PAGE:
In 1234, the Jin Dynasty fell to the Mongols.
Manchuria under the Mongol Empire 
In 1211, after the conquest of Western Xia, Genghis Khan mobilized an army to conquer the Jin Dynasty. His general Jebe and brother Qasar were ordered to reduce the Jurchen cities in Manchuria. They successfully destroyed the Jin forts there. The Khitans under Yelü Liuge declared their allegiance to Genghis Khan and established nominally autonomous state in Manchuria in 1213. However, the Jin forces dispatched a punitive expedition against them. Jebe went there again and the Mongols pushed out the Jins.
The Jin general, Puxian Wannu, rebelled against the Jin Dynasty and founded the Dazhen (大眞) kingdom in Dongjing (Liaoyang) in 1215. He assumed the title Tianwang (天王 lit. Heavenly King) and the era name Tiantai (天泰). Puxian Wannu allied with the Mongols in order to secure his position. However, he revolted in 1222 after that and fled to an island while the Mongol army invaded Liaoxi, Liaodong, and Khorazm. As a result of an internal strife among the Khitans, they failed to accept Yelü Liuge's rule and revolted against the Mongol Empire. Fearing of the Mongol pressure, those Khitans fled to Goryeo without permission. But they were defeated by the Mongol-Korean alliance. Genghis Khan (1206–1227) gave his brothers and Muqali Chinese districts in Manchuria.
Ögedei Khan's son Güyük crushed Puxian Wannu's dynasty in 1233, pacifying southern Manchuria. Some time after 1234 Ögedei also subdued the Water Tatars in northern part of the region and began to receive falcons, harems and furs as taxation. The Mongols suppressed the Water Tatar rebellion in 1237. In Manchuria and Siberia, the Mongols used dogsled relays for their yam. The capital city Karakorum directly controlled Manchuria until the 1260s.
During the Yuan Dynasty (1271–1368), established by Kublai Khan by renaming his empire to "Great Yuan" in 1271, Manchuria was administered under the Liaoyang province. Descendants of Genghis Khan's brothers such as Belgutei and Hasar ruled the area under the Great Khans. The Mongols eagerly adopted new artillery and technologies. The world's earliest known cannon, dated 1282, was found in Mongol-held Manchuria.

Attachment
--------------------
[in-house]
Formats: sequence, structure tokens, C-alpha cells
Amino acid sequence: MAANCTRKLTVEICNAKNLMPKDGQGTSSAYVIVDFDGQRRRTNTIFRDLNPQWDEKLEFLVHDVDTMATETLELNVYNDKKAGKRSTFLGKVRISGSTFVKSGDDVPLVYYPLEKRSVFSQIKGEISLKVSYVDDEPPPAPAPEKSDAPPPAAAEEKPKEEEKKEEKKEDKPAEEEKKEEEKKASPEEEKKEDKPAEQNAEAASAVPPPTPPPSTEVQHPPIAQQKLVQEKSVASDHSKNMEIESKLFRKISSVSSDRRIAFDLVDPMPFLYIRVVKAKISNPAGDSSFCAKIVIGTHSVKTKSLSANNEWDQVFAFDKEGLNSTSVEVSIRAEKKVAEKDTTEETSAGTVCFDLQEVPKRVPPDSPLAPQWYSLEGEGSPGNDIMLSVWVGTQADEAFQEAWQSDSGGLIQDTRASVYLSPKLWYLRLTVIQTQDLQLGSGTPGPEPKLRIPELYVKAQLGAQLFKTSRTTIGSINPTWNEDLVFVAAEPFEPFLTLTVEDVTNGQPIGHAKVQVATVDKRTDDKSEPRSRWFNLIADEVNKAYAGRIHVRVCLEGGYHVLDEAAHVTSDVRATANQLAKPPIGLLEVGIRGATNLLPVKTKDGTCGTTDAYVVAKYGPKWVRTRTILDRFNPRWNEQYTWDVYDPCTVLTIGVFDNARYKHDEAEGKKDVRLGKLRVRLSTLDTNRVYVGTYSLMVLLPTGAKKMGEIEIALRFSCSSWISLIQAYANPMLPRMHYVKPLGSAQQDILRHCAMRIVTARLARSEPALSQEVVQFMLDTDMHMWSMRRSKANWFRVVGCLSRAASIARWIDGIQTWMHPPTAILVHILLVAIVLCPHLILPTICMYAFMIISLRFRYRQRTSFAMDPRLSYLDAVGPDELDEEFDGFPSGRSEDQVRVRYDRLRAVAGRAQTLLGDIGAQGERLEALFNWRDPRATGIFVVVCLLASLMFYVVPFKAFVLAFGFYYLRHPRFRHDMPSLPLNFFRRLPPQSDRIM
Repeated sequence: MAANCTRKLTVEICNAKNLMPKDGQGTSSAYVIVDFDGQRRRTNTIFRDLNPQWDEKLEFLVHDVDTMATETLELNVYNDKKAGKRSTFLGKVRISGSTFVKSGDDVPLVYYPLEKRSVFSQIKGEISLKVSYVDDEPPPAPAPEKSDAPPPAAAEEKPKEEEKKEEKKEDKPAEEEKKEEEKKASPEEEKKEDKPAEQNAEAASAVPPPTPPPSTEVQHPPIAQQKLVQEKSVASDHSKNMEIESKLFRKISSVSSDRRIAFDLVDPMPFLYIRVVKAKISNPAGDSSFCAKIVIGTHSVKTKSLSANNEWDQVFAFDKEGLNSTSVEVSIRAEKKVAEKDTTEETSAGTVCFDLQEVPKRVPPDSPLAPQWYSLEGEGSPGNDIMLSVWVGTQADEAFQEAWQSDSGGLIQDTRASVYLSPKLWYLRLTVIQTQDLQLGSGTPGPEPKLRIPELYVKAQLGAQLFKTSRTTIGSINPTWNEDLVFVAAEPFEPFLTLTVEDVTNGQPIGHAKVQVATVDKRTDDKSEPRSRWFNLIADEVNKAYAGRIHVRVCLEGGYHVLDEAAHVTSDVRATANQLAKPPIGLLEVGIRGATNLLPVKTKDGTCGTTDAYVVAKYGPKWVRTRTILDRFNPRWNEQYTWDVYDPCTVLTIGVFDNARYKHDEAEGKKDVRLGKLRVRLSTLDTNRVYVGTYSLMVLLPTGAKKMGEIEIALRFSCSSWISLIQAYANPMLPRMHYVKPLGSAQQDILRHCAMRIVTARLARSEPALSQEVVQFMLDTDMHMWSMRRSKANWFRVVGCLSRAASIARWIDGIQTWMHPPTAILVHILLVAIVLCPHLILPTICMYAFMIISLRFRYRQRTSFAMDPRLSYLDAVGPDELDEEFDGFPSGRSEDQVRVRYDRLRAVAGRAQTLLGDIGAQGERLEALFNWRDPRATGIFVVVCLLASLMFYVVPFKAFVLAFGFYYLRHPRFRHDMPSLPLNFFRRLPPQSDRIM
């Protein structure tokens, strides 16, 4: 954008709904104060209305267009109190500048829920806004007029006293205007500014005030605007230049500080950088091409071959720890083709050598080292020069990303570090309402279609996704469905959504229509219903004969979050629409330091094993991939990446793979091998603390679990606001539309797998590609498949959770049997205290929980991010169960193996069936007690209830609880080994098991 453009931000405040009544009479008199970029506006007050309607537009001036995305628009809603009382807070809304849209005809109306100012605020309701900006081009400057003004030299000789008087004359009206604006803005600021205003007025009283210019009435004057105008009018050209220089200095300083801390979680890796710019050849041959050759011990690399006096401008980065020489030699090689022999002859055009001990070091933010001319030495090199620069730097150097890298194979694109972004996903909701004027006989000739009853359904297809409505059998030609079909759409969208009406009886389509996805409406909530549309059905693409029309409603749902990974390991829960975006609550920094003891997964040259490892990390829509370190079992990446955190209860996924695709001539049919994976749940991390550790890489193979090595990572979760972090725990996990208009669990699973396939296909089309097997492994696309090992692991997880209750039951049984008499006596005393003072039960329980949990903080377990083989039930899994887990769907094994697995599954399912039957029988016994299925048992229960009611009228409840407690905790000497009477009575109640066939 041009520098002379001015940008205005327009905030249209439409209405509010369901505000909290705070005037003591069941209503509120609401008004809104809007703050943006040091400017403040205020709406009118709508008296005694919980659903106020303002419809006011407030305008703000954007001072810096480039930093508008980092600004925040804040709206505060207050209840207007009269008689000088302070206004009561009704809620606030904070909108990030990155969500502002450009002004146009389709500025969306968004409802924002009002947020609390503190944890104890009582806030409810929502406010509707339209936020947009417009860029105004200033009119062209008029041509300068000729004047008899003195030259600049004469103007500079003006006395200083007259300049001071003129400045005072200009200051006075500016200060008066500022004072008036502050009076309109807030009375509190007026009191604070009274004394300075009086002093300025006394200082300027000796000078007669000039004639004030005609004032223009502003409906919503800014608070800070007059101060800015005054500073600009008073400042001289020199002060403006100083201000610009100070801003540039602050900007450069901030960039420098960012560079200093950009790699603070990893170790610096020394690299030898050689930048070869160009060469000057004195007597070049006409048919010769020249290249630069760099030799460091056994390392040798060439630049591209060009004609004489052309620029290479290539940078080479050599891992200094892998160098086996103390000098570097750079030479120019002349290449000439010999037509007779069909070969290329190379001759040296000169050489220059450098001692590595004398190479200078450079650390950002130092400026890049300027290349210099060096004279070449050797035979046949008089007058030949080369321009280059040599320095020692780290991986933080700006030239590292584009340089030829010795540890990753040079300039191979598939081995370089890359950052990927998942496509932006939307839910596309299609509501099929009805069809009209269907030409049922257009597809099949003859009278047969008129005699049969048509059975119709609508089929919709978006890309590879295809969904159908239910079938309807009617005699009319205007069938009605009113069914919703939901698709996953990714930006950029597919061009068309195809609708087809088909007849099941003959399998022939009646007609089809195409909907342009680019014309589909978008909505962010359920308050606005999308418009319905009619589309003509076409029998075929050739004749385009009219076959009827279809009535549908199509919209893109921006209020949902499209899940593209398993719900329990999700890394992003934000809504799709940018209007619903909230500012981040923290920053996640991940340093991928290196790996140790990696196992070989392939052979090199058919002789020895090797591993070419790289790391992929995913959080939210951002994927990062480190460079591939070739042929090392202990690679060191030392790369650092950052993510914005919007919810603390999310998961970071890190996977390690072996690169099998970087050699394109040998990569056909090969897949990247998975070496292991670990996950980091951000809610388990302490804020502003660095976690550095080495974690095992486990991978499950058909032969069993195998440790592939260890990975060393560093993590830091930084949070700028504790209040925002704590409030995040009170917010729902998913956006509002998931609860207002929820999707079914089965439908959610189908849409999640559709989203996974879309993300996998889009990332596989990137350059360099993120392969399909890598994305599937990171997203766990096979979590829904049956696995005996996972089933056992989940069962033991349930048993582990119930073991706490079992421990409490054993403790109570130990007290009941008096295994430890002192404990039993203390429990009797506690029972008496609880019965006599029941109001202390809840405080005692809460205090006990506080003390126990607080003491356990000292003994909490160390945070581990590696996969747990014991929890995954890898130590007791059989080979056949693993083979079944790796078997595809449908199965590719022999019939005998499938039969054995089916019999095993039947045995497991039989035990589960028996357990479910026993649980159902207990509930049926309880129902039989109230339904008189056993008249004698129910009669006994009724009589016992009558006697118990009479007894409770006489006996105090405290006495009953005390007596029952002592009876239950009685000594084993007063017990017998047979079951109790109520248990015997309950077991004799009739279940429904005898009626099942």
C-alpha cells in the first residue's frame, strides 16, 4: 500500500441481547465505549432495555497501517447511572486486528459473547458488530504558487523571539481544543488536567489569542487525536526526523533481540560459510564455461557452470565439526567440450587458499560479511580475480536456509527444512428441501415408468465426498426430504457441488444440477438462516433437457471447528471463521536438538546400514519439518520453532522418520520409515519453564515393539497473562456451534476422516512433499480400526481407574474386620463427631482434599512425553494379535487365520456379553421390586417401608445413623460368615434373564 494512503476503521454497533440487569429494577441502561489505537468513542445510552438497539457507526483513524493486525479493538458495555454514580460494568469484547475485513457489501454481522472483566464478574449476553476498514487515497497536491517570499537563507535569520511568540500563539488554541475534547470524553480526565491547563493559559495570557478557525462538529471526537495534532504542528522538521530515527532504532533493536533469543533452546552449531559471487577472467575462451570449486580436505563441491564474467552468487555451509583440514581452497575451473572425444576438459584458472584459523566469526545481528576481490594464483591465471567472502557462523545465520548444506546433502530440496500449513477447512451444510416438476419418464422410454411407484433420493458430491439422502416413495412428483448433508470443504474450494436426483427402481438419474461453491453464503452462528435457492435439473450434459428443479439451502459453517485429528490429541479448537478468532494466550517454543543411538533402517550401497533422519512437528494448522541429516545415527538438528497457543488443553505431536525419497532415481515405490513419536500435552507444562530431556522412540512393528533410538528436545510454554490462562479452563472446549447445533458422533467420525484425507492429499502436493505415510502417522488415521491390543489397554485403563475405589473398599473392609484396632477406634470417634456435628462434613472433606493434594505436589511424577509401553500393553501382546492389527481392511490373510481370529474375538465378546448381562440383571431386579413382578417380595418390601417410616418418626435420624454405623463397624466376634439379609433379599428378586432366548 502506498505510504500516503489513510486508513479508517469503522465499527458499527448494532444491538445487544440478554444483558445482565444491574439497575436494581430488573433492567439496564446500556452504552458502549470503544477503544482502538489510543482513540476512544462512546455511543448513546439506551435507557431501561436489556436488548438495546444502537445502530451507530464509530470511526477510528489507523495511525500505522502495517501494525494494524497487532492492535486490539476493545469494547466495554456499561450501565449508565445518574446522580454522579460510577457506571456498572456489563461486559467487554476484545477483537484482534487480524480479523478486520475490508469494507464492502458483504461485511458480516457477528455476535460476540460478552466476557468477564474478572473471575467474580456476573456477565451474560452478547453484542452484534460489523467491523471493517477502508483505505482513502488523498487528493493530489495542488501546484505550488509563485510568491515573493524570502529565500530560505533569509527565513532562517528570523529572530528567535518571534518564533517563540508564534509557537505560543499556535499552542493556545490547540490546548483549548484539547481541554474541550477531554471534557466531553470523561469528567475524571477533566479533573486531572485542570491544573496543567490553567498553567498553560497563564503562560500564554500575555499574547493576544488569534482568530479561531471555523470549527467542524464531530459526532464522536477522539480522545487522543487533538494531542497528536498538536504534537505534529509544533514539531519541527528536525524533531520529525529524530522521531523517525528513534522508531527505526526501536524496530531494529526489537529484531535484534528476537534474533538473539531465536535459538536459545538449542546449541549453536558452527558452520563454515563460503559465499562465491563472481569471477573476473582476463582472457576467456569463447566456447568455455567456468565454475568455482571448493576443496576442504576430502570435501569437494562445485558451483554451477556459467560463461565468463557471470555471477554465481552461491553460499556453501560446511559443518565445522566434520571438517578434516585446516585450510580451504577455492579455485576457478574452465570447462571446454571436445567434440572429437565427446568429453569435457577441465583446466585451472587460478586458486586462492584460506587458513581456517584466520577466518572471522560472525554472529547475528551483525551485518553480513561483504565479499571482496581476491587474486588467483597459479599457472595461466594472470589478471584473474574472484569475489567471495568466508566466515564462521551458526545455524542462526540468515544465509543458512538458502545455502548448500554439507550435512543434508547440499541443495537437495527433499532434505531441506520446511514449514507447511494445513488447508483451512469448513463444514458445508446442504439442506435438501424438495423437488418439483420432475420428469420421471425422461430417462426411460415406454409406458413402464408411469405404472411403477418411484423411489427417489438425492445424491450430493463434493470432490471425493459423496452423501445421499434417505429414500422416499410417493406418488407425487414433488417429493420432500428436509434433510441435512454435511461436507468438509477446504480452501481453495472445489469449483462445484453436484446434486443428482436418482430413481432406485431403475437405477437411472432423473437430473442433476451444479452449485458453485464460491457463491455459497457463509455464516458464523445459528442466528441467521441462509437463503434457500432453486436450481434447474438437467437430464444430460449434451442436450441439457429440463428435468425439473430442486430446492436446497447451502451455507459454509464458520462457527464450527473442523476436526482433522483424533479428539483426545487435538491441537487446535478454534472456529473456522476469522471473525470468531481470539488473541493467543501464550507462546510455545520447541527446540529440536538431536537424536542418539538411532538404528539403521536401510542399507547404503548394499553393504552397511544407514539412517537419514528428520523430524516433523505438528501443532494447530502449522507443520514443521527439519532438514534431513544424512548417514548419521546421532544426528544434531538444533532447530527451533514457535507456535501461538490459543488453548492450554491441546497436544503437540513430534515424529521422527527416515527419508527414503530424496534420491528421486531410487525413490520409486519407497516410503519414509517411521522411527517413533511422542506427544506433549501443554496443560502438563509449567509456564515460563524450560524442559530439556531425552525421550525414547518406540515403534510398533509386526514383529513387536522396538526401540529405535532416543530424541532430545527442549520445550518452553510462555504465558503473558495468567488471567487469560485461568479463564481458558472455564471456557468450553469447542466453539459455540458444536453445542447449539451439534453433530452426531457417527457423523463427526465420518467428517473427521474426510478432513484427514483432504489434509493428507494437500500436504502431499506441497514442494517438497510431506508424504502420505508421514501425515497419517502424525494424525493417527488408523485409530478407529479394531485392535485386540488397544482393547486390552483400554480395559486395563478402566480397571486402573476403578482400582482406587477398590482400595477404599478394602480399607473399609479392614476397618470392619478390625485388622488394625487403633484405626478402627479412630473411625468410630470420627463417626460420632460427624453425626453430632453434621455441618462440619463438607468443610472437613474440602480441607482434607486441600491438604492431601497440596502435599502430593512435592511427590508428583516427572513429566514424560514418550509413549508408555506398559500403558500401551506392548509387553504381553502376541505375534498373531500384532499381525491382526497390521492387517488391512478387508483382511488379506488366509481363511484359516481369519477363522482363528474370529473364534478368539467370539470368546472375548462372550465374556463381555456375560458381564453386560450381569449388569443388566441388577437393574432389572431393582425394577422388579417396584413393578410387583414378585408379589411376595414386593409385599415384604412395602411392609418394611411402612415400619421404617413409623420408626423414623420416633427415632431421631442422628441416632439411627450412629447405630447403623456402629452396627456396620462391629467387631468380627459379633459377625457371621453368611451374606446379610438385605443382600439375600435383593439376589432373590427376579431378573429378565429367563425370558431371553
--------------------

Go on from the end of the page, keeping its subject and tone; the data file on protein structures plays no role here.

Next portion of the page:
After the expulsion of the Mongols from China, the Jurchen clans remained loyal to Toghan Temür, the last Yuan emperor. In 1375, Nahacu, a Mongol official of the Northern Yuan in Liaoyang province invaded Liaodong with aims of restoring the Mongols to power. Although he continued to hold southern Manchuria, Nahacu finally surrendered to the Ming Dynasty in 1387. In order to protect the northern border areas the Ming decided to "pacify" the Jurchens in order to deal with its problems with Yuan remnants along its northern border. The Ming solidified control only under Yongle Emperor (1402–1424).
Manchuria during the Ming Dynasty 
The Ming Empire took control of Liaoning in 1371, just three years after the expulsion of the Mongols from Beijing. During the reign of the Yongle Emperor in the early 15th century, efforts were made to expand Chinese control throughout entire Manchuria. Mighty river fleets were built in Jilin City, and sailed several times between 1409 and ca. 1432, commanded by the eunuch Yishiha down the Sungari and the Amur all the way to the mouth of the Amur, getting the chieftains of the local tribes to swear allegiance to the Ming rulers.
Soon after the death of the Yongle Emperor the expansion policy of the Ming was replaced with that of retrenchment in southern Manchuria (Liaodong). Around 1442, a defence wall was constructed to defend the northwestern frontier of Liaodong from a possible threat from the Jurched-Mongol Oriyanghan. In 1467-68 the wall was expanded to protect the region from the northeast as well, against attacks from Jianzhou Jurchens. Although similar in purpose to the Great Wall of China, this "Liaodong Wall" was of a simpler design. While stones and tiles were used in some parts, most of the wall was in fact simply an earthen dike with moats on both sides.
Starting in the 1580s, a Jianzhou Jurchens chieftain Nurhaci (1558–1626), originally based in the Hurha River valley northeast of the Ming Liaodong Wall, started to unify Jurchen tribes of the region. Over the next several decades, the Jurchen (later to be called Manchu), took control over most of Manchuria, the cities of the Ming Liaodong falling to the Jurchen one after another. In 1616, Nurhaci declared himself a khan, and founded the Later Jin Dynasty (which his successors renamed in 1636 to Qing Dynasty).
Manchuria during the Qing Dynasty 
The process of unification of the Jurchen people completed by Nurhaci was followed by his son's, Hong Taiji, energetic expansion into Outer Manchuria. The conquest of the Amur basin people was completed after the defeat of the Evenk chief Bombogor, in 1640.